5.56 AK Rifles: What’s In The U.S.?
In the long and convoluted history of AKs imported into the United States, there were a decent amount chambered for 5.56×45. Not nearly as many as 7.62×39, of course, but enough that we don’t have the space to discuss all of them here.
Instead, the purpose of this buyer’s guide is to help you choose a 5.56 AK model that is new-production and readily available. The older imports are now generally considered to be collectibles, and if you manage to find one for sale on the secondhand market, expect to pay an arm and a leg. These include models such as the Valmet M71/S from Finland, the Norinco Type 84S from China and even some Saiga and Vepr rifles from Russia just to name a few.
Most of these older imports are great, but always do your own research on quality, condition and appraisal before buying one. For those interested in a 5.56 AK as a shooter, however, one of the several available new-production models will serve them best.
Note On 5.56 AK Mags
There’s really only one area where 5.56 AKs have a distinct downside when compared to 7.62×39 or even 5.45×39 models, and that is magazine compatibility.
As alluded to in the history portion of this article, unlike the AK’s two more prolific calibers, there was never a standard spec established for 5.56 AK derivatives. Because almost every country that made one was independently experimenting with its own designs, it resulted in a wider variety of patterns and less compatibility between them.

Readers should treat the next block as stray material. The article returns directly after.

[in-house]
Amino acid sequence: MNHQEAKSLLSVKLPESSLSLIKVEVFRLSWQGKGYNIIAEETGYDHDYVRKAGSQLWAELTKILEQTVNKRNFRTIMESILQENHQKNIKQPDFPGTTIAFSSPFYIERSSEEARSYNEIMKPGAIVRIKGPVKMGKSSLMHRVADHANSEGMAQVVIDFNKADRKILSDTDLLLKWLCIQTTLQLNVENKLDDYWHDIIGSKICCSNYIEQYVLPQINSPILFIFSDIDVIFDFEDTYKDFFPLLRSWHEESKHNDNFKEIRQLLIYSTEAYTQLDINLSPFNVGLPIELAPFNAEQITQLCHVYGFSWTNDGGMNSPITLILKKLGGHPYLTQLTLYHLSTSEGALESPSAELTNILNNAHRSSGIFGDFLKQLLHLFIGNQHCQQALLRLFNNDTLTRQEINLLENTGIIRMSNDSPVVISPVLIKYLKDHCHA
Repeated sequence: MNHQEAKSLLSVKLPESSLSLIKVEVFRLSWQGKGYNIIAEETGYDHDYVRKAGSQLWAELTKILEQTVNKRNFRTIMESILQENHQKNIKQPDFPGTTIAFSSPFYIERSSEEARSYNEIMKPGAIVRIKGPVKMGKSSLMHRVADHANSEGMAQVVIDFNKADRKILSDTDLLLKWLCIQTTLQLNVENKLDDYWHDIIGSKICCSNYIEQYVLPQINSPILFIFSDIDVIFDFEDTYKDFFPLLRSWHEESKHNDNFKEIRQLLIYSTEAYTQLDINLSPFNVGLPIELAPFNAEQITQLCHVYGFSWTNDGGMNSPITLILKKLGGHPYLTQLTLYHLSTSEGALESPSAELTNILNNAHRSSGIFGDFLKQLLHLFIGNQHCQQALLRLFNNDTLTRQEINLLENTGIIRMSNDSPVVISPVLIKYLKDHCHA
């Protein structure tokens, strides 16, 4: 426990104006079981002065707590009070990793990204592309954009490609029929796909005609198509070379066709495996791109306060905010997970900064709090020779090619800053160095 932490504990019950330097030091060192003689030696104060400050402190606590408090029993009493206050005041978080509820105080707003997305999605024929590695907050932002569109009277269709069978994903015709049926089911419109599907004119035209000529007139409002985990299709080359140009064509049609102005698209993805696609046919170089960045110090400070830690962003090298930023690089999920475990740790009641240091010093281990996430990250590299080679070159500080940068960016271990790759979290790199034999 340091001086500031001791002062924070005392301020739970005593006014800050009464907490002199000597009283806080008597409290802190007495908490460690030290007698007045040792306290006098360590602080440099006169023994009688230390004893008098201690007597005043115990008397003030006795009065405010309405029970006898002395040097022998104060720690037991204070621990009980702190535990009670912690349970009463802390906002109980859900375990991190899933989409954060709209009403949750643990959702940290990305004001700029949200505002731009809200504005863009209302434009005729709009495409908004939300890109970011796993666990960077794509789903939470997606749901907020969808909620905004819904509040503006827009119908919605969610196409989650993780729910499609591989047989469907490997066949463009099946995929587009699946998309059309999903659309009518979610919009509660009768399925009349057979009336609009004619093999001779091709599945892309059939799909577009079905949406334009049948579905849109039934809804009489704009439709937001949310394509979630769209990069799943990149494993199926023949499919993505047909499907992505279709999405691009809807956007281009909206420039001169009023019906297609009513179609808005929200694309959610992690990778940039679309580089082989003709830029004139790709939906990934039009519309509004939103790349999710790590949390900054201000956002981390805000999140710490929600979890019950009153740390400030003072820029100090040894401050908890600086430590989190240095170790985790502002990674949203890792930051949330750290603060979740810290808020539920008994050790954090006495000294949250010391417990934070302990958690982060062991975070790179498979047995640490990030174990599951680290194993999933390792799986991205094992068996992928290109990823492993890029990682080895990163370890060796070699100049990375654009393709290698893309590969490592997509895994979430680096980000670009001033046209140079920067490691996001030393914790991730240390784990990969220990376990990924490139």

As 5.56 AKs have grown in popularity in recent years, magazines have become more available as well and finding some that will work in your rifle is now less of a challenge. That said, whichever model you select, you will still need to do your own research to ensure magazine compatibility.
Looking at magazines manufactured by the same factory as your rifle is the best place to start, but there are good aftermarket options as well even if they sometimes require minor fitting. Also, thanks to the recent introduction of the Pod Arms 5.56 AK follower, you even have the option of using surplus AK-74 mags.
The 5 Best 5.56 AK Rifles:
WBP Jack 556SR
The WBP Jack 556SR is probably the best general-purpose, all-around 5.56 AK option on this list. WBP AKs from Poland are one of the relatively newer makes to be imported into the U.S., but so far, their reputation has been very good. The Jack 556SR is the company’s most basic 5.56×45 model and its general form is that of a plain-Jane AKM. It’s also one of the more affordable models currently available.
These come with nice Polish laminated wood furniture, an enhanced magazine release and an enhanced safety selector. They also feature a side-scope rail, a threaded muzzle (14×1 LH, slant brake included) and an intact bayonet lug. The only minor downside to these is that their barrels are nitrided rather than chrome-lined, but people tend to make a bigger deal out of that than it really is.
MSRP: $1,299 // armsofamerica.com ; atlanticfirearms.com
FB 223S Beryl M1
Also from Poland, one could describe the FB Radom Beryl as the most premium option on this list. Not only do they have an excellent reputation for quality, but this is also the only 5.56 AK with any significant historical provenance. While the others here are fine shooters, none have the military history of the FB Beryl.